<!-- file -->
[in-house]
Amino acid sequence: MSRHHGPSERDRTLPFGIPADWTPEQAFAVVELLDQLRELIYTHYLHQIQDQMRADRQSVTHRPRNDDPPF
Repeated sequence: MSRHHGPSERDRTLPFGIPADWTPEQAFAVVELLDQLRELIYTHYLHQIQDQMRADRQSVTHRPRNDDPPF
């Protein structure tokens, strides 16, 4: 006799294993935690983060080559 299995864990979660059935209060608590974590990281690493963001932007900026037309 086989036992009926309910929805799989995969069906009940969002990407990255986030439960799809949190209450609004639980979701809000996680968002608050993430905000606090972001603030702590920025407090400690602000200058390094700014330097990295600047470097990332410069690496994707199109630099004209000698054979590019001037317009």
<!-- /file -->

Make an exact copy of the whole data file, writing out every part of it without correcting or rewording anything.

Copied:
[in-house]
Amino acid sequence: MSRHHGPSERDRTLPFGIPADWTPEQAFAVVELLDQLRELIYTHYLHQIQDQMRADRQSVTHRPRNDDPPF
Repeated sequence: MSRHHGPSERDRTLPFGIPADWTPEQAFAVVELLDQLRELIYTHYLHQIQDQMRADRQSVTHRPRNDDPPF
């Protein structure tokens, strides 16, 4: 006799294993935690983060080559 299995864990979660059935209060608590974590990281690493963001932007900026037309 086989036992009926309910929805799989995969069906009940969002990407990255986030439960799809949190209450609004639980979701809000996680968002608050993430905000606090972001603030702590920025407090400690602000200058390094700014330097990295600047470097990332410069690496994707199109630099004209000698054979590019001037317009």